KyPQC implementing strategies to improve outcomes for mothers and babies affected by substance use disorder
According to the annual Public Health Maternal Mortality Review, substance use is a contributing factor in more deaths of women during pregnancy and one year post-delivery than any other cause in Kentucky and has led to an increase in newborns hospitalized for neonatal abstinence syndrome (NAS).
To help address this trend and improve the quality of care during pregnancy, delivery, and throughout the first year of a child’s life, the Kentucky Perinatal Quality Collaborative (KyPQC)—a statewide collaborative of health care providers, delivery hospitals, insurers, advocacy groups, national organizations, and other stakeholders—was established.
“The Kentucky Perinatal Quality Collaborative provides a platform for changing the trajectory of health care and health outcomes for pregnant and postpartum women along with their babies,” said Connie Gayle White, MD, MS, FACOG, Deputy Commissioner for Clinical Affairs, Kentucky Department for Public Health. “Using data to drive evidence-based efforts will allow us to direct our initiatives in productive and efficient ways.”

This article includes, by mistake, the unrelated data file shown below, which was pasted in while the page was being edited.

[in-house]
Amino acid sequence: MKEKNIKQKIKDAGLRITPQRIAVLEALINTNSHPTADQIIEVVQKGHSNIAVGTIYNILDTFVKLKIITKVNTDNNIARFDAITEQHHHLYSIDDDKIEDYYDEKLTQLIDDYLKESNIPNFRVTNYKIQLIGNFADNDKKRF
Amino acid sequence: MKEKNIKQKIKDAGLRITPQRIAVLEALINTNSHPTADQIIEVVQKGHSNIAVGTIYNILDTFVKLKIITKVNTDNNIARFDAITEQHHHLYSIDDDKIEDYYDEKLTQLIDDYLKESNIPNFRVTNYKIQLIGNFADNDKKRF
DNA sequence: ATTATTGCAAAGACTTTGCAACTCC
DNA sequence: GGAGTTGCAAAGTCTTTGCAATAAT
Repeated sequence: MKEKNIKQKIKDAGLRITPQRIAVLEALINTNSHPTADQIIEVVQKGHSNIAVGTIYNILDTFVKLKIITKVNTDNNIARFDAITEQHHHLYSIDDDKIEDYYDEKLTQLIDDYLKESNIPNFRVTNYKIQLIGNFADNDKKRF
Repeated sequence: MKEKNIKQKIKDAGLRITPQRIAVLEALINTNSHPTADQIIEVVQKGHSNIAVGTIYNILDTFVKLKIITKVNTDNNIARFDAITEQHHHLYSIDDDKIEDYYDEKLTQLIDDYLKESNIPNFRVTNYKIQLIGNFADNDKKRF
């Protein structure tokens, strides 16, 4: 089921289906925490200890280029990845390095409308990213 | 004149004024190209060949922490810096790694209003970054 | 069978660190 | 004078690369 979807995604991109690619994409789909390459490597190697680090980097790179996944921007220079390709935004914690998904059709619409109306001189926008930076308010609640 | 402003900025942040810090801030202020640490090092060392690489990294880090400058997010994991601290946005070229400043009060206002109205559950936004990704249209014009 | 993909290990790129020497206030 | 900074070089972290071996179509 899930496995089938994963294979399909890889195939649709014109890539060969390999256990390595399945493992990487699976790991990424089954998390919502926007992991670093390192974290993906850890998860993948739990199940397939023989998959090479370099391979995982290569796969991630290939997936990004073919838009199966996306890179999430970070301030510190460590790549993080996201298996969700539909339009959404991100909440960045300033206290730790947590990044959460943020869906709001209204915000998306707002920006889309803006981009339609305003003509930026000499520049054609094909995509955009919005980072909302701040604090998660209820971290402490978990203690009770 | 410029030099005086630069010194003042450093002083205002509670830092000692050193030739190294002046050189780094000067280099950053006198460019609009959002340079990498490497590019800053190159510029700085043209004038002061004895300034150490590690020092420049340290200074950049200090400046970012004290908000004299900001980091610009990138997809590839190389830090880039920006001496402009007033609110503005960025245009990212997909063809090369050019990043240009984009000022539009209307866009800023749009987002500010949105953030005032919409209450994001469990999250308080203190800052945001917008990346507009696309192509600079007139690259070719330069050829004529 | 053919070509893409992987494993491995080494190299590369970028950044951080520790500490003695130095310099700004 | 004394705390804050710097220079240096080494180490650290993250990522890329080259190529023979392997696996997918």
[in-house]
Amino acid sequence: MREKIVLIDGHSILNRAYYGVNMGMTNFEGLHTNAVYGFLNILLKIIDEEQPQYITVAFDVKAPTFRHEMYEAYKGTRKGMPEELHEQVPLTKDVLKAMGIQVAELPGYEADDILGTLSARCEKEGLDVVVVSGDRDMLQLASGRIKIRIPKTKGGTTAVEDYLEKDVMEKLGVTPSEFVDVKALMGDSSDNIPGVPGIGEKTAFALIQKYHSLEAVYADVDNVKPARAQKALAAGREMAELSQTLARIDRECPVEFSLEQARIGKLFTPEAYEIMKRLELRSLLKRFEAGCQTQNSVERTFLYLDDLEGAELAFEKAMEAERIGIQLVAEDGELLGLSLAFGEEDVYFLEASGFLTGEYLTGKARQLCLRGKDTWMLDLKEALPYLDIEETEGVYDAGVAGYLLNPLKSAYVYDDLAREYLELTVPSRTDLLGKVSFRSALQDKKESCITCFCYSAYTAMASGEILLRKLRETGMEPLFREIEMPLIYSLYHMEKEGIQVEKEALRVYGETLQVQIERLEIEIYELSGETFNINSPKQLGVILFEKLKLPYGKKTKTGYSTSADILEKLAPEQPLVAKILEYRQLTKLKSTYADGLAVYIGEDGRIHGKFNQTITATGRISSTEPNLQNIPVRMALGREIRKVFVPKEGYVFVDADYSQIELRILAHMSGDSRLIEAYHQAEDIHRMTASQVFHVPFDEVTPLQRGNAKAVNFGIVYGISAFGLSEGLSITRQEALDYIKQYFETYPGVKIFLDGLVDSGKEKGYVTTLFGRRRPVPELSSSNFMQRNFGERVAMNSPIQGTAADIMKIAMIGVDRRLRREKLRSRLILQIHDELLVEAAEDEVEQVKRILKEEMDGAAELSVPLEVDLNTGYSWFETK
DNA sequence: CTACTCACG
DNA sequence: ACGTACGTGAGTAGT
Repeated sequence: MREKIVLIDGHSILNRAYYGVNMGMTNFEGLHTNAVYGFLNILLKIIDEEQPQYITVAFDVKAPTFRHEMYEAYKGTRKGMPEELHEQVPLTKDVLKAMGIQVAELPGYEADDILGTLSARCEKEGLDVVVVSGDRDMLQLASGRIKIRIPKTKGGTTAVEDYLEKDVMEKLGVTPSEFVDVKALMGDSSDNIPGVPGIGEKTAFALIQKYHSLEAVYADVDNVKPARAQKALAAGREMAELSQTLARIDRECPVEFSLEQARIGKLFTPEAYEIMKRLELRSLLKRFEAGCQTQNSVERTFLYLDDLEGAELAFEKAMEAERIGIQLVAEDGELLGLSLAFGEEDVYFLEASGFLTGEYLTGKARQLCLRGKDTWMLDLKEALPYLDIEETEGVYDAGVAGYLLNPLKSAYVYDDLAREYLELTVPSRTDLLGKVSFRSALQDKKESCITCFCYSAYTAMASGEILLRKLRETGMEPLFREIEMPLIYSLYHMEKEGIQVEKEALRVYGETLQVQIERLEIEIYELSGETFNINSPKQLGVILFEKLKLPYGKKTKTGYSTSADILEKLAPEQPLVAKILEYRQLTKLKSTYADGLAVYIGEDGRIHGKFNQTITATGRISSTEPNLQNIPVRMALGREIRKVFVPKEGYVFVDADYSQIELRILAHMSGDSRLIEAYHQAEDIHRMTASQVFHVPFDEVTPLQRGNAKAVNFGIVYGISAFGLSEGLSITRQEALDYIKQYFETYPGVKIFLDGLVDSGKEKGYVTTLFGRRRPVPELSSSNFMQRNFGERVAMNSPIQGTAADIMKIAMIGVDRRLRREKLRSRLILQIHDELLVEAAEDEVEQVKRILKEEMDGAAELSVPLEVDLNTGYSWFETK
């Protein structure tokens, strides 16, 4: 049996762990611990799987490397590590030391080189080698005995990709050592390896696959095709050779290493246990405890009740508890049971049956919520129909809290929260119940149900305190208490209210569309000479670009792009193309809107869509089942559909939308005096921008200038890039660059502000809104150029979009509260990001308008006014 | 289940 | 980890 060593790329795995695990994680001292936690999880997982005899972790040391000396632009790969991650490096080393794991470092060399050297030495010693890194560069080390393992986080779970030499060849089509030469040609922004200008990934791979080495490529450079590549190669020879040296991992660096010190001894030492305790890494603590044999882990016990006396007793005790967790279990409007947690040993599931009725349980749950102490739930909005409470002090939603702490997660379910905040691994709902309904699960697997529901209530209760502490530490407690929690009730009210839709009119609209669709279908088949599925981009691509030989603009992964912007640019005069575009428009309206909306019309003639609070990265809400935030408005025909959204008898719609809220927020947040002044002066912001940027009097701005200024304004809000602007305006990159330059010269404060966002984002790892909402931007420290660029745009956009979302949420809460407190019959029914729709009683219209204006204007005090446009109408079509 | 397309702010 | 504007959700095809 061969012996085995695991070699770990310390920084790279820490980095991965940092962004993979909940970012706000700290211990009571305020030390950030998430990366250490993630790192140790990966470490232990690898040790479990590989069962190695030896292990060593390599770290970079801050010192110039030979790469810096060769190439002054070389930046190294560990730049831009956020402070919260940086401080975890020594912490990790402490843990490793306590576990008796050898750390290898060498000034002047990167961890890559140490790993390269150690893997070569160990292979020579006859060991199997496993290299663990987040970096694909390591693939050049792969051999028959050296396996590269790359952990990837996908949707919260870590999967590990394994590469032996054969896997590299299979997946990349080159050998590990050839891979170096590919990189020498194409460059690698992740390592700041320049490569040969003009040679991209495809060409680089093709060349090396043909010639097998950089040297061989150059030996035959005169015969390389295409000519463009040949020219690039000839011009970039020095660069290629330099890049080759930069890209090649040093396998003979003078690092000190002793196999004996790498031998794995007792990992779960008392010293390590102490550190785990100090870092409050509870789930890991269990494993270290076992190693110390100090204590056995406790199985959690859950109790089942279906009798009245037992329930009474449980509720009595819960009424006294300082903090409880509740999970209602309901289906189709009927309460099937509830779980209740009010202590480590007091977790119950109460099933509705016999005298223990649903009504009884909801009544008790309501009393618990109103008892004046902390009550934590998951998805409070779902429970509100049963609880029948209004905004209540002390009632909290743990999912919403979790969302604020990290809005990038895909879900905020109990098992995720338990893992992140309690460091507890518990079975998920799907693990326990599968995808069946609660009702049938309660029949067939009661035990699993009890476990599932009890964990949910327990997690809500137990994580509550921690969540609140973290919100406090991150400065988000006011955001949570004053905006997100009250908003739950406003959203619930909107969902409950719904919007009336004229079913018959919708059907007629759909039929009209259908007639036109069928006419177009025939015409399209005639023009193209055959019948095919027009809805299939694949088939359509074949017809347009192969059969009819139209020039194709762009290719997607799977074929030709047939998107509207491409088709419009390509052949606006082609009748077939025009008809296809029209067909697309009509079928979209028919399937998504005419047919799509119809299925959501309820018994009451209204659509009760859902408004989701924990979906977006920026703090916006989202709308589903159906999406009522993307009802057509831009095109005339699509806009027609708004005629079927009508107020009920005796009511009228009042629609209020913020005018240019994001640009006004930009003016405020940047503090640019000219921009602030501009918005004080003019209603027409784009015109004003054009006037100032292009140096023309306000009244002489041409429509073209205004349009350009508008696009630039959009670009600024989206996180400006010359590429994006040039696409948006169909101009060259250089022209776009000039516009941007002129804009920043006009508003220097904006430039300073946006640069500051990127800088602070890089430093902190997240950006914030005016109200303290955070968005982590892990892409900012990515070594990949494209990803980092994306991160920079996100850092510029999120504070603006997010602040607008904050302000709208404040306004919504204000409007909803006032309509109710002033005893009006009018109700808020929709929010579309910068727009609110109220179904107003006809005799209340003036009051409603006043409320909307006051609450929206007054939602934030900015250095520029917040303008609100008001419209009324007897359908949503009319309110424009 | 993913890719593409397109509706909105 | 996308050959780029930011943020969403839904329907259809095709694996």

She said the response to KyPQC’s creation has been tremendous, with providers, hospital systems, and insurers joining with enthusiasm.
Since its launch in October 2019, KyPQC has remained focused on the impact of substance use disorder (SUD) on both obstetrical and neonatal care in the state. It is currently implementing First Initiatives that focus on supporting universal screening for SUD in labor and delivery units and improving reporting of infants born with intrauterine substance exposure to the state’s Neonatal Abstinence Syndrome Registry.
“These initiatives were formed following the analysis of surveillance data available through existing resources and the collection of baseline survey results from Kentucky birthing hospitals,” said KyPQC Program Manager Monica Clouse, MPH, CPH.
Clouse noted that baseline data revealed discordant screening and reporting practices across the state, which informed the decision to focus first on standardizing identification of mothers and babies affected by SUD before addressing management guidelines.
“Not only did the data from the baseline surveys steer the desired outcomes for the KyPQC First Initiatives, it also led to the selection of birthing hospitals participating in the first cohort of pilots for these initiatives,” she said.
KyPQC’s use of this data to inform the selection of initiatives and pilot facilities was featured during the 2022 virtual Overdose Data to Action (OD2A) grant recipient meeting, Resiliency and Reflections: Overcoming Challenges and Highlighting Successes.
So far, nine Kentucky facilities have been enrolled as pilots, based on location, survey responses, and size pertaining to the number of deliveries (small, 100-800 births vs. large, 800+ births/month) for the OB initiative or levels of care of the nursery (levels 1, 2, 3, or 4) for the Neo initiative.